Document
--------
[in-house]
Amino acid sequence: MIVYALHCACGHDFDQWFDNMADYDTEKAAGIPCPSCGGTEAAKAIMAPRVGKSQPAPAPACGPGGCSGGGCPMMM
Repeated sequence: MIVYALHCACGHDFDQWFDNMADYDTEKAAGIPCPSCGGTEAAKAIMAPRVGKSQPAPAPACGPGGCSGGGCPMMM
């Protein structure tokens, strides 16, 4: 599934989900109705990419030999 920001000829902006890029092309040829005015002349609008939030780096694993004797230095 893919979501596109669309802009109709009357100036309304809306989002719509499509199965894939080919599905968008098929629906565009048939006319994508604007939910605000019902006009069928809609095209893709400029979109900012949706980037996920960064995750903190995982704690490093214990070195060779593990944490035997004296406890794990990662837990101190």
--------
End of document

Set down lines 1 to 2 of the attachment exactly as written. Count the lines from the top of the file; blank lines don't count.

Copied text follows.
[in-house]
Amino acid sequence: MIVYALHCACGHDFDQWFDNMADYDTEKAAGIPCPSCGGTEAAKAIMAPRVGKSQPAPAPACGPGGCSGGGCPMMM